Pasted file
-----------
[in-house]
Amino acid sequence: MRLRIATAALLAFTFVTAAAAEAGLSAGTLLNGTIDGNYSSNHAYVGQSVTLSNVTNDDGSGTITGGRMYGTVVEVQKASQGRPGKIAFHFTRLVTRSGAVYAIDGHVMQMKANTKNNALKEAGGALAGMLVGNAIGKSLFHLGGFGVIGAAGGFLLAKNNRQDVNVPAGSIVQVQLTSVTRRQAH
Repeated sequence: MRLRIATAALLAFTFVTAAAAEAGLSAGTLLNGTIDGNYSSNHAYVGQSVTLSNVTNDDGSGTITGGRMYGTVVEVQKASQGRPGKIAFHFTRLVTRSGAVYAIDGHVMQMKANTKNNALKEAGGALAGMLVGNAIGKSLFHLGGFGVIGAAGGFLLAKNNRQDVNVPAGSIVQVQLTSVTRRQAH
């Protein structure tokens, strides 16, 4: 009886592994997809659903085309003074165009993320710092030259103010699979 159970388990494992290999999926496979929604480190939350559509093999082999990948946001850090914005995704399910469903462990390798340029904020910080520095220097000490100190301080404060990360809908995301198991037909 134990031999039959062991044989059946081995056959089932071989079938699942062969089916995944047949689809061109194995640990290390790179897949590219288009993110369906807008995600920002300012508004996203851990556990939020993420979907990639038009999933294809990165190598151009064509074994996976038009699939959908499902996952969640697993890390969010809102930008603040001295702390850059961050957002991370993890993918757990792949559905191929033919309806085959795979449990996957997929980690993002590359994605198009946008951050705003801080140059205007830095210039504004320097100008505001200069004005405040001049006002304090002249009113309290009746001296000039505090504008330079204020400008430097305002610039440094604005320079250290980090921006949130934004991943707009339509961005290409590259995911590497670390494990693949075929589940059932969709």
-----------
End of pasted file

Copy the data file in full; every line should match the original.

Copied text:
[in-house]
Amino acid sequence: MRLRIATAALLAFTFVTAAAAEAGLSAGTLLNGTIDGNYSSNHAYVGQSVTLSNVTNDDGSGTITGGRMYGTVVEVQKASQGRPGKIAFHFTRLVTRSGAVYAIDGHVMQMKANTKNNALKEAGGALAGMLVGNAIGKSLFHLGGFGVIGAAGGFLLAKNNRQDVNVPAGSIVQVQLTSVTRRQAH
Repeated sequence: MRLRIATAALLAFTFVTAAAAEAGLSAGTLLNGTIDGNYSSNHAYVGQSVTLSNVTNDDGSGTITGGRMYGTVVEVQKASQGRPGKIAFHFTRLVTRSGAVYAIDGHVMQMKANTKNNALKEAGGALAGMLVGNAIGKSLFHLGGFGVIGAAGGFLLAKNNRQDVNVPAGSIVQVQLTSVTRRQAH
């Protein structure tokens, strides 16, 4: 009886592994997809659903085309003074165009993320710092030259103010699979 159970388990494992290999999926496979929604480190939350559509093999082999990948946001850090914005995704399910469903462990390798340029904020910080520095220097000490100190301080404060990360809908995301198991037909 134990031999039959062991044989059946081995056959089932071989079938699942062969089916995944047949689809061109194995640990290390790179897949590219288009993110369906807008995600920002300012508004996203851990556990939020993420979907990639038009999933294809990165190598151009064509074994996976038009699939959908499902996952969640697993890390969010809102930008603040001295702390850059961050957002991370993890993918757990792949559905191929033919309806085959795979449990996957997929980690993002590359994605198009946008951050705003801080140059205007830095210039504004320097100008505001200069004005405040001049006002304090002249009113309290009746001296000039505090504008330079204020400008430097305002610039440094604005320079250290980090921006949130934004991943707009339509961005290409590259995911590497670390494990693949075929589940059932969709």